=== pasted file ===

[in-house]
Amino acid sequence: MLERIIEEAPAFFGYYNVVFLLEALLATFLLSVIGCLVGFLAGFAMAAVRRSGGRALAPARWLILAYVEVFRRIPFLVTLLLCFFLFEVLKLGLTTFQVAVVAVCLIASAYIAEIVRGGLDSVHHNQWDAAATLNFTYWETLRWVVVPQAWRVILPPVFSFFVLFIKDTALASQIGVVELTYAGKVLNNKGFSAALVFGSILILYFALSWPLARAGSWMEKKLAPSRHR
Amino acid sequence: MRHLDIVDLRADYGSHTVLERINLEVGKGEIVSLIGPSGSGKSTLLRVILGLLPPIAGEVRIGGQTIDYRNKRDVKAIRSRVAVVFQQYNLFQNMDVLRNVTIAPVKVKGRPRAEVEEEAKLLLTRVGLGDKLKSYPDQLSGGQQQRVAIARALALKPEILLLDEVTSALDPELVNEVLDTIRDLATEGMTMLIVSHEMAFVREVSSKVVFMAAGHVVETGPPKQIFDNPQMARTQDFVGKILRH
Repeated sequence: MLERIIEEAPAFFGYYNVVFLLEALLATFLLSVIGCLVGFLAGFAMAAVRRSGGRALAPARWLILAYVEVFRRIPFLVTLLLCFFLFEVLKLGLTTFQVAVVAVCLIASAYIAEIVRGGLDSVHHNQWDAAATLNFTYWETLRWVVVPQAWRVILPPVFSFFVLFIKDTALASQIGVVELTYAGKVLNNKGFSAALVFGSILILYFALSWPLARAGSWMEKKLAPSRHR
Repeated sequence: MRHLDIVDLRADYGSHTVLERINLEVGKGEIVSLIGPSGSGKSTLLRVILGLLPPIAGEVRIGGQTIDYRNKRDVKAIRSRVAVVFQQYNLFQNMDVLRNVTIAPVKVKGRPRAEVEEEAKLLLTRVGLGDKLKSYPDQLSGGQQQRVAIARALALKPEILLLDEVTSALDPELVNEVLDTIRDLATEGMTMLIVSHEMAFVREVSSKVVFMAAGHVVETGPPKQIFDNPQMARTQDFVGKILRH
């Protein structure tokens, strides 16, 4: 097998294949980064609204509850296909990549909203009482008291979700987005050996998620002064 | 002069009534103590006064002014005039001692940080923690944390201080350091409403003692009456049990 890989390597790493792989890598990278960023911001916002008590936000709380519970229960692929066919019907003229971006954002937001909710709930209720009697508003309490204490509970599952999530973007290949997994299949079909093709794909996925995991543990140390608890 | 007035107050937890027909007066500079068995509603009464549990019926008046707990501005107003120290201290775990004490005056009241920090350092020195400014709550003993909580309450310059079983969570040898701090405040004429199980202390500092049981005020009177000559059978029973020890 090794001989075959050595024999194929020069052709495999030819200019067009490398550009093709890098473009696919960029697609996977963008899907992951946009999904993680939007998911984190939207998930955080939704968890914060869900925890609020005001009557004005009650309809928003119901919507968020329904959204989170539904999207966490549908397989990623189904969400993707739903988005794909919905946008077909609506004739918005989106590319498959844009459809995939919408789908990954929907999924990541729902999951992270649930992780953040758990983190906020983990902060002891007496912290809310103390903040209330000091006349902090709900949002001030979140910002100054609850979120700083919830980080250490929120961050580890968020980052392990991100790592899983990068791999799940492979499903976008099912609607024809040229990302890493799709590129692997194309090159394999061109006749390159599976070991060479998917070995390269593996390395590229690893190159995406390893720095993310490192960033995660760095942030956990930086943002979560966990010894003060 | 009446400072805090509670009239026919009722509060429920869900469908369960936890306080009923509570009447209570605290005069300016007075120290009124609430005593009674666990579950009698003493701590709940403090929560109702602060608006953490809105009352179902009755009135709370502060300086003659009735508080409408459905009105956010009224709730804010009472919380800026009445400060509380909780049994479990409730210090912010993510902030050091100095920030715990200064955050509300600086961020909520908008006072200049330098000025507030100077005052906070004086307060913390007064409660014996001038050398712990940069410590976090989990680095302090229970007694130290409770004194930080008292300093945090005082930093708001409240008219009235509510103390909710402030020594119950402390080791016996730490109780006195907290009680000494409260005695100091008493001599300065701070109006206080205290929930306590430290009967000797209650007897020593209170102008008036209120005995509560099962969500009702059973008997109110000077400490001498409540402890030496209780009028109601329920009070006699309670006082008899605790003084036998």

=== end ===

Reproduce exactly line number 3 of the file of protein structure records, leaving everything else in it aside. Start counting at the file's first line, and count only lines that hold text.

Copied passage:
Amino acid sequence: MRHLDIVDLRADYGSHTVLERINLEVGKGEIVSLIGPSGSGKSTLLRVILGLLPPIAGEVRIGGQTIDYRNKRDVKAIRSRVAVVFQQYNLFQNMDVLRNVTIAPVKVKGRPRAEVEEEAKLLLTRVGLGDKLKSYPDQLSGGQQQRVAIARALALKPEILLLDEVTSALDPELVNEVLDTIRDLATEGMTMLIVSHEMAFVREVSSKVVFMAAGHVVETGPPKQIFDNPQMARTQDFVGKILRH